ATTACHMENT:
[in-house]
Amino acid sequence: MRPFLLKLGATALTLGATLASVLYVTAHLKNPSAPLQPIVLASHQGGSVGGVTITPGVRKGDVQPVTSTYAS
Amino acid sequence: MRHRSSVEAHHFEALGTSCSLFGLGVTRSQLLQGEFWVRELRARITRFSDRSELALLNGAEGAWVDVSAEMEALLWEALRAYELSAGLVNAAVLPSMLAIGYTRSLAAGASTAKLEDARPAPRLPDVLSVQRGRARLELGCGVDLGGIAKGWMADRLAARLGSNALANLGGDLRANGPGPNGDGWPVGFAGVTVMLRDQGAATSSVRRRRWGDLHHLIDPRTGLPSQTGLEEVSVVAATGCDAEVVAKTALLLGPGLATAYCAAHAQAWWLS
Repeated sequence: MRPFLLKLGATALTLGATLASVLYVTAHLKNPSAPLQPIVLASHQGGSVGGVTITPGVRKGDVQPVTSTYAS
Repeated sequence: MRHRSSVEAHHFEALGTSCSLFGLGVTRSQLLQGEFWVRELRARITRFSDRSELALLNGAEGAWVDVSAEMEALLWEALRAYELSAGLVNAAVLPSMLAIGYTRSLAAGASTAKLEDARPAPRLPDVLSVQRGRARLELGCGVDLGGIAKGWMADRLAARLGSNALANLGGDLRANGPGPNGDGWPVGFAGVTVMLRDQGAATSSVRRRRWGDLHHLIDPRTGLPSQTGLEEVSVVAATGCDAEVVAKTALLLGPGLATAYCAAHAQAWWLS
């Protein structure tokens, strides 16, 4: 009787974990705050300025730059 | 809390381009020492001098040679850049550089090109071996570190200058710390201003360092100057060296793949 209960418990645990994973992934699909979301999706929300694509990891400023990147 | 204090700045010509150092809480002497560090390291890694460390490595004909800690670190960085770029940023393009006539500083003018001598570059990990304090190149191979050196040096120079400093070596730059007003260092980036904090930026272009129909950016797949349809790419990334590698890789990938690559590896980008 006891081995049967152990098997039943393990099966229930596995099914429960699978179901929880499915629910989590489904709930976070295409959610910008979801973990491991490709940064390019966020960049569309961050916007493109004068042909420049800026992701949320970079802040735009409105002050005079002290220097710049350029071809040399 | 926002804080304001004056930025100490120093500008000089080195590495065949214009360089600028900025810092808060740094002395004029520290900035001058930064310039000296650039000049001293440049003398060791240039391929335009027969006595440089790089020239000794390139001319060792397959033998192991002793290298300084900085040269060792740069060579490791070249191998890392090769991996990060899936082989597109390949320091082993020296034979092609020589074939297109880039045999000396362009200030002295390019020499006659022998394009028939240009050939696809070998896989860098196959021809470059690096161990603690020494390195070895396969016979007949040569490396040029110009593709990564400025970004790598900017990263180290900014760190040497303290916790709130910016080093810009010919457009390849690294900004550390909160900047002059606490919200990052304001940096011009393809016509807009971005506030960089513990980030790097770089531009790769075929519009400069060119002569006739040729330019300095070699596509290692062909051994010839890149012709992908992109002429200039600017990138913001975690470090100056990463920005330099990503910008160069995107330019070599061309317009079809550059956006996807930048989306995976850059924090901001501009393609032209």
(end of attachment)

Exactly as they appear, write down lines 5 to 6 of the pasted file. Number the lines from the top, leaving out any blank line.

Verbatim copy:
Repeated sequence: MRHRSSVEAHHFEALGTSCSLFGLGVTRSQLLQGEFWVRELRARITRFSDRSELALLNGAEGAWVDVSAEMEALLWEALRAYELSAGLVNAAVLPSMLAIGYTRSLAAGASTAKLEDARPAPRLPDVLSVQRGRARLELGCGVDLGGIAKGWMADRLAARLGSNALANLGGDLRANGPGPNGDGWPVGFAGVTVMLRDQGAATSSVRRRRWGDLHHLIDPRTGLPSQTGLEEVSVVAATGCDAEVVAKTALLLGPGLATAYCAAHAQAWWLS
């Protein structure tokens, strides 16, 4: 009787974990705050300025730059 | 809390381009020492001098040679850049550089090109071996570190200058710390201003360092100057060296793949 209960418990645990994973992934699909979301999706929300694509990891400023990147 | 204090700045010509150092809480002497560090390291890694460390490595004909800690670190960085770029940023393009006539500083003018001598570059990990304090190149191979050196040096120079400093070596730059007003260092980036904090930026272009129909950016797949349809790419990334590698890789990938690559590896980008 006891081995049967152990098997039943393990099966229930596995099914429960699978179901929880499915629910989590489904709930976070295409959610910008979801973990491991490709940064390019966020960049569309961050916007493109004068042909420049800026992701949320970079802040735009409105002050005079002290220097710049350029071809040399 | 926002804080304001004056930025100490120093500008000089080195590495065949214009360089600028900025810092808060740094002395004029520290900035001058930064310039000296650039000049001293440049003398060791240039391929335009027969006595440089790089020239000794390139001319060792397959033998192991002793290298300084900085040269060792740069060579490791070249191998890392090769991996990060899936082989597109390949320091082993020296034979092609020589074939297109880039045999000396362009200030002295390019020499006659022998394009028939240009050939696809070998896989860098196959021809470059690096161990603690020494390195070895396969016979007949040569490396040029110009593709990564400025970004790598900017990263180290900014760190040497303290916790709130910016080093810009010919457009390849690294900004550390909160900047002059606490919200990052304001940096011009393809016509807009971005506030960089513990980030790097770089531009790769075929519009400069060119002569006739040729330019300095070699596509290692062909051994010839890149012709992908992109002429200039600017990138913001975690470090100056990463920005330099990503910008160069995107330019070599061309317009079809550059956006996807930048989306995976850059924090901001501009393609032209």